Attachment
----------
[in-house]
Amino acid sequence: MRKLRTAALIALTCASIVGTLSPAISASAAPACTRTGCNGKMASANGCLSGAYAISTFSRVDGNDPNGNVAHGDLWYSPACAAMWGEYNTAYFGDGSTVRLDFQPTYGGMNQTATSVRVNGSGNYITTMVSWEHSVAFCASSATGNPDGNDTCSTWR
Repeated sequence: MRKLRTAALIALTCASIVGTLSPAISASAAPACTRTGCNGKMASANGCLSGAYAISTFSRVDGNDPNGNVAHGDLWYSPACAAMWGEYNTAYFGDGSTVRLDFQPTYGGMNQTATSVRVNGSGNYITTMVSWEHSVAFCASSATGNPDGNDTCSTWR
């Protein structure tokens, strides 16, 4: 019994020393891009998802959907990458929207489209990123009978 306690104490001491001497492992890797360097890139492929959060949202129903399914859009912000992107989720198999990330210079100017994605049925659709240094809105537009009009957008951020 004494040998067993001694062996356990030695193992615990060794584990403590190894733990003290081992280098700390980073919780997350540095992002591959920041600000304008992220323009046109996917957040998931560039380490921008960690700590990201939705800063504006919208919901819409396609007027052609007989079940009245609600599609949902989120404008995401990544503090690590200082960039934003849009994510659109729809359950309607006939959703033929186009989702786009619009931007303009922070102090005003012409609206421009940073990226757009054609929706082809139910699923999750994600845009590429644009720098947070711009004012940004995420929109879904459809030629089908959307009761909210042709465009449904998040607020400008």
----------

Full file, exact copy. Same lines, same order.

[in-house]
Amino acid sequence: MRKLRTAALIALTCASIVGTLSPAISASAAPACTRTGCNGKMASANGCLSGAYAISTFSRVDGNDPNGNVAHGDLWYSPACAAMWGEYNTAYFGDGSTVRLDFQPTYGGMNQTATSVRVNGSGNYITTMVSWEHSVAFCASSATGNPDGNDTCSTWR
Repeated sequence: MRKLRTAALIALTCASIVGTLSPAISASAAPACTRTGCNGKMASANGCLSGAYAISTFSRVDGNDPNGNVAHGDLWYSPACAAMWGEYNTAYFGDGSTVRLDFQPTYGGMNQTATSVRVNGSGNYITTMVSWEHSVAFCASSATGNPDGNDTCSTWR
């Protein structure tokens, strides 16, 4: 019994020393891009998802959907990458929207489209990123009978 306690104490001491001497492992890797360097890139492929959060949202129903399914859009912000992107989720198999990330210079100017994605049925659709240094809105537009009009957008951020 004494040998067993001694062996356990030695193992615990060794584990403590190894733990003290081992280098700390980073919780997350540095992002591959920041600000304008992220323009046109996917957040998931560039380490921008960690700590990201939705800063504006919208919901819409396609007027052609007989079940009245609600599609949902989120404008995401990544503090690590200082960039934003849009994510659109729809359950309607006939959703033929186009989702786009619009931007303009922070102090005003012409609206421009940073990226757009054609929706082809139910699923999750994600845009590429644009720098947070711009004012940004995420929109879904459809030629089908959307009761909210042709465009449904998040607020400008």